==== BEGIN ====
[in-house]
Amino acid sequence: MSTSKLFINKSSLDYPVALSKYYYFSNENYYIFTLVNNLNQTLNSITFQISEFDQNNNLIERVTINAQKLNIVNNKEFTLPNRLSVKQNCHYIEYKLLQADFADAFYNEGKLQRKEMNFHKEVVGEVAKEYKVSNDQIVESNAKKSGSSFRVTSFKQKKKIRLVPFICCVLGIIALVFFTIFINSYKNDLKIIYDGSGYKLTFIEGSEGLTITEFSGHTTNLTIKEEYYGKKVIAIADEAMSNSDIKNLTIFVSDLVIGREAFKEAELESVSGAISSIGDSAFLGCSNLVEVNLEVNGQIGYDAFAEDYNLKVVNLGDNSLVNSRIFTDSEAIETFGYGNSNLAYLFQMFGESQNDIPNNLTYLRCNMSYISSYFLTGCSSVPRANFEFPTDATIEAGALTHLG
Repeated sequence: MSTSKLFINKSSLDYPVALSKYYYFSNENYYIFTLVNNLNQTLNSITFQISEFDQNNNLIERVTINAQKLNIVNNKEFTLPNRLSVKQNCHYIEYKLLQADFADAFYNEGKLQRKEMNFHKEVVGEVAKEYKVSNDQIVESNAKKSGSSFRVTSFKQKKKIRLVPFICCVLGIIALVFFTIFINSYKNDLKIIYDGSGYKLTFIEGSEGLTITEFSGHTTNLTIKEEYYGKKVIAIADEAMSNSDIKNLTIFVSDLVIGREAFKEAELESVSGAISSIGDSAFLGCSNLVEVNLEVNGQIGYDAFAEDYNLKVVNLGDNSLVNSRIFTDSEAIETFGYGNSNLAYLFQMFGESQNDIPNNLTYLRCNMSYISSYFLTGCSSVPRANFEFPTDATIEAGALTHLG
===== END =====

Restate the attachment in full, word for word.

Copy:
[in-house]
Amino acid sequence: MSTSKLFINKSSLDYPVALSKYYYFSNENYYIFTLVNNLNQTLNSITFQISEFDQNNNLIERVTINAQKLNIVNNKEFTLPNRLSVKQNCHYIEYKLLQADFADAFYNEGKLQRKEMNFHKEVVGEVAKEYKVSNDQIVESNAKKSGSSFRVTSFKQKKKIRLVPFICCVLGIIALVFFTIFINSYKNDLKIIYDGSGYKLTFIEGSEGLTITEFSGHTTNLTIKEEYYGKKVIAIADEAMSNSDIKNLTIFVSDLVIGREAFKEAELESVSGAISSIGDSAFLGCSNLVEVNLEVNGQIGYDAFAEDYNLKVVNLGDNSLVNSRIFTDSEAIETFGYGNSNLAYLFQMFGESQNDIPNNLTYLRCNMSYISSYFLTGCSSVPRANFEFPTDATIEAGALTHLG
Repeated sequence: MSTSKLFINKSSLDYPVALSKYYYFSNENYYIFTLVNNLNQTLNSITFQISEFDQNNNLIERVTINAQKLNIVNNKEFTLPNRLSVKQNCHYIEYKLLQADFADAFYNEGKLQRKEMNFHKEVVGEVAKEYKVSNDQIVESNAKKSGSSFRVTSFKQKKKIRLVPFICCVLGIIALVFFTIFINSYKNDLKIIYDGSGYKLTFIEGSEGLTITEFSGHTTNLTIKEEYYGKKVIAIADEAMSNSDIKNLTIFVSDLVIGREAFKEAELESVSGAISSIGDSAFLGCSNLVEVNLEVNGQIGYDAFAEDYNLKVVNLGDNSLVNSRIFTDSEAIETFGYGNSNLAYLFQMFGESQNDIPNNLTYLRCNMSYISSYFLTGCSSVPRANFEFPTDATIEAGALTHLG